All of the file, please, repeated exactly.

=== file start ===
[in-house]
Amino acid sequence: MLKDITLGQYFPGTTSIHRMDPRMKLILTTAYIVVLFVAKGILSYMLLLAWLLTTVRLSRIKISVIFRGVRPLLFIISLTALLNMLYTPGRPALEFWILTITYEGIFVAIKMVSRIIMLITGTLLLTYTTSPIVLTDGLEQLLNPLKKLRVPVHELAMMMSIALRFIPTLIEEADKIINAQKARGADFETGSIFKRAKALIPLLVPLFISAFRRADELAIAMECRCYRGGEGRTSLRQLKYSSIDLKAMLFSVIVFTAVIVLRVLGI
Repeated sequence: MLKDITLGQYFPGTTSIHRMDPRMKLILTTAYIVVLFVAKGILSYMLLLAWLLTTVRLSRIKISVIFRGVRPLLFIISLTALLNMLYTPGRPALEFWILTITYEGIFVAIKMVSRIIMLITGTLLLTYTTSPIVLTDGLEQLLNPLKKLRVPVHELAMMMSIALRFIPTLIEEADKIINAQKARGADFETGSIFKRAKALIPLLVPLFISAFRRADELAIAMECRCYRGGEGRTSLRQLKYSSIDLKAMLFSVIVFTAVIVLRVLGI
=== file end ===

[in-house]
Amino acid sequence: MLKDITLGQYFPGTTSIHRMDPRMKLILTTAYIVVLFVAKGILSYMLLLAWLLTTVRLSRIKISVIFRGVRPLLFIISLTALLNMLYTPGRPALEFWILTITYEGIFVAIKMVSRIIMLITGTLLLTYTTSPIVLTDGLEQLLNPLKKLRVPVHELAMMMSIALRFIPTLIEEADKIINAQKARGADFETGSIFKRAKALIPLLVPLFISAFRRADELAIAMECRCYRGGEGRTSLRQLKYSSIDLKAMLFSVIVFTAVIVLRVLGI
Repeated sequence: MLKDITLGQYFPGTTSIHRMDPRMKLILTTAYIVVLFVAKGILSYMLLLAWLLTTVRLSRIKISVIFRGVRPLLFIISLTALLNMLYTPGRPALEFWILTITYEGIFVAIKMVSRIIMLITGTLLLTYTTSPIVLTDGLEQLLNPLKKLRVPVHELAMMMSIALRFIPTLIEEADKIINAQKARGADFETGSIFKRAKALIPLLVPLFISAFRRADELAIAMECRCYRGGEGRTSLRQLKYSSIDLKAMLFSVIVFTAVIVLRVLGI